Emerging countries lost $946.7 billion to fraud, corruption and illicit business transactions in 2011, up 13.7% from $832.4 billion in 2010. That’s a tremendous increase from 2002, when dirty money totaled only $270.3 billion. The illicit money leaving emerging countries totaled $5.9 trillion between 2002 and 2011, according to a report by Global Financial Integrity (GFI). Asian countries were the largest exporters of illegal money in the ten year period, accounting for more than 40% of total illegal money outflows.
Emerging countries lose more than they receive
The emerging countries lost a lot more money than they received in foreign aid. In 2011, they lost $10 for every $1 they received in economic assistance. GFI president Raymond Baker said in a statement that the illicit underworld is thriving by attracting dirty money from emerging countries at a time when the global economy is under stress. GFI’s findings fetched attention of G20 nations that are struggling to recover from the 2008-09 financial crisis. Developed nations have witnessed the rising gap between rich and poor.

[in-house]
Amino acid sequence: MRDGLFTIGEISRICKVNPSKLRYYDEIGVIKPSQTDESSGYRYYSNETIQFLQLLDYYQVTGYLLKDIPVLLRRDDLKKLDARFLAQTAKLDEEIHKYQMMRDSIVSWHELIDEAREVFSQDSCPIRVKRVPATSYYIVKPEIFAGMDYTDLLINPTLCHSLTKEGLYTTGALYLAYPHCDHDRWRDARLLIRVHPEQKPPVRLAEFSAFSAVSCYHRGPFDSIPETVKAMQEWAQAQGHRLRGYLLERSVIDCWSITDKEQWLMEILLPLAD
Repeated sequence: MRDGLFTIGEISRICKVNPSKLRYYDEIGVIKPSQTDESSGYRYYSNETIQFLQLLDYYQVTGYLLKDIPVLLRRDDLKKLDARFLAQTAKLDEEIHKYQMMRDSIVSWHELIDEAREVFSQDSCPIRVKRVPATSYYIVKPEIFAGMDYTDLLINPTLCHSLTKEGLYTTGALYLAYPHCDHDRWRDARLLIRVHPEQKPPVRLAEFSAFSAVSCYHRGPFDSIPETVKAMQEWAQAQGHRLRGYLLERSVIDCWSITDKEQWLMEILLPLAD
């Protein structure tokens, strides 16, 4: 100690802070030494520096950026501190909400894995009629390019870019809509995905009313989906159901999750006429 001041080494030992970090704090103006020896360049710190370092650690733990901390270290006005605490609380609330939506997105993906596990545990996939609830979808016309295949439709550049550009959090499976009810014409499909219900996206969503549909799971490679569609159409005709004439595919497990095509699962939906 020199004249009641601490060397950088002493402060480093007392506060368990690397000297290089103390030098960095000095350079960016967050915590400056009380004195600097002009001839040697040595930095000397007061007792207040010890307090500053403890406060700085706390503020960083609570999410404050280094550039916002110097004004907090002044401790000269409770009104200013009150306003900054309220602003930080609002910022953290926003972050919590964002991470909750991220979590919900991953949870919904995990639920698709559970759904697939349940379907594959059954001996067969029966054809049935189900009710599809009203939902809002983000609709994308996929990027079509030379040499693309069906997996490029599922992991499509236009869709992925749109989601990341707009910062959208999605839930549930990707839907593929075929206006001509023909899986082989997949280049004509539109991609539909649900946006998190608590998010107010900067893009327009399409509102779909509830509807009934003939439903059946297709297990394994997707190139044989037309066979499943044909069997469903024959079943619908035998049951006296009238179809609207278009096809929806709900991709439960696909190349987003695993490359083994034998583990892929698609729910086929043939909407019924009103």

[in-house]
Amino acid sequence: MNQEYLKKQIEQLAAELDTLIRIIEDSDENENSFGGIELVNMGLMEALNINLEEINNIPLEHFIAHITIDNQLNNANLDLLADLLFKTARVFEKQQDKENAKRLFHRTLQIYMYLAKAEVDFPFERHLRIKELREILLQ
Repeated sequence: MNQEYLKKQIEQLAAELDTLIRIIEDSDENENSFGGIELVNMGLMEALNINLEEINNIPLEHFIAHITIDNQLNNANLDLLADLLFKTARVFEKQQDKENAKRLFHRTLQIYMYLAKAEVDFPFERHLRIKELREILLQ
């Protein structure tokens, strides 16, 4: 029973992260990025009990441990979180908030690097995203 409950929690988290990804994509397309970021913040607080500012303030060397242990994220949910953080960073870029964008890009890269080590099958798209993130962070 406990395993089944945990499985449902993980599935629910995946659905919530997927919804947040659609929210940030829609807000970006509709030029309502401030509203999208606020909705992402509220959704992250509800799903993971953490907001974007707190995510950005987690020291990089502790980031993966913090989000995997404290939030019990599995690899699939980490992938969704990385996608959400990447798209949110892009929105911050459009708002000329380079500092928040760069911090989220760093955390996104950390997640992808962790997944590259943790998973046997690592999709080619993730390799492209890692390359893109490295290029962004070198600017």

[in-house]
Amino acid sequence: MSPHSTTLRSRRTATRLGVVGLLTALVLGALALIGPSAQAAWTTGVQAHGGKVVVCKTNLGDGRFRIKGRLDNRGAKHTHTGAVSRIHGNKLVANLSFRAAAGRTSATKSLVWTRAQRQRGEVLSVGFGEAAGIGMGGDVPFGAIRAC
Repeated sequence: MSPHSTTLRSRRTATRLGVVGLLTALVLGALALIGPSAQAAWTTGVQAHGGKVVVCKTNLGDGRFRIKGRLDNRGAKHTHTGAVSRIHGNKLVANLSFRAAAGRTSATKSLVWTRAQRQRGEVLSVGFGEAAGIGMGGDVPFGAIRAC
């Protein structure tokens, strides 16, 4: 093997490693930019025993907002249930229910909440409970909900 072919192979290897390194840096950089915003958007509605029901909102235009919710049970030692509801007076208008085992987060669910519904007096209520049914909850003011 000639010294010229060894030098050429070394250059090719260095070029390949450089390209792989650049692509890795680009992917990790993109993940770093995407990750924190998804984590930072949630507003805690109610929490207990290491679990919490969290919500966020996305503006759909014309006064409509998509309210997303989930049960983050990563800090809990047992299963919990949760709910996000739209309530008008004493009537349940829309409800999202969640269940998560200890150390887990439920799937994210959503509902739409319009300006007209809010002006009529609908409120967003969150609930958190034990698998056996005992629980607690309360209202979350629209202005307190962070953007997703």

The Middle East and North Africa (MENA) has witnessed the fastest increase in illicit money outflows. Dirty money from these countries grew at a 31.5% annual rate between 2002 and 2011. Sub-Saharan Africa came second, with 20.2% annual increase in illegal money outflows during the ten year period.
Dirty money growing faster than emerging countries’ GDP
In 2011, Russia saw the biggest illicit capital outflow in 2011 as the country lost $191.14 billion. China came second with $151.35 billion, followed by India at $84.93 billion. Between 2002-2011, China topped the list with $1.08 trillion in illicit capital outflow. Russia sent $880.96 billion in the same period. Mexico was ranked third with $461.86 billion, followed by Malaysia with $370.38 billion and India with a total of $343.04 billion. Malaysian media demanded the prime minister Datuk Seri Najib Razak leave the post of finance minister after the ‘disgraceful’ report.
Among the top 15 exporters of illegal money, one is from the Middle East (Iraq), two from the Americas (Mexico and Brazil), four from Europe (Russia, Serbia, Poland, Belarus), two from Africa (South Africa and Nigeria), and six from Asia (China, Indonesia, India, Malaysia, the Philippines and Thailand).
Over the ten year period, the dirty money outflow has increased at a 10.2% annual rate, much higher than the GDP growth rate of emerging countries.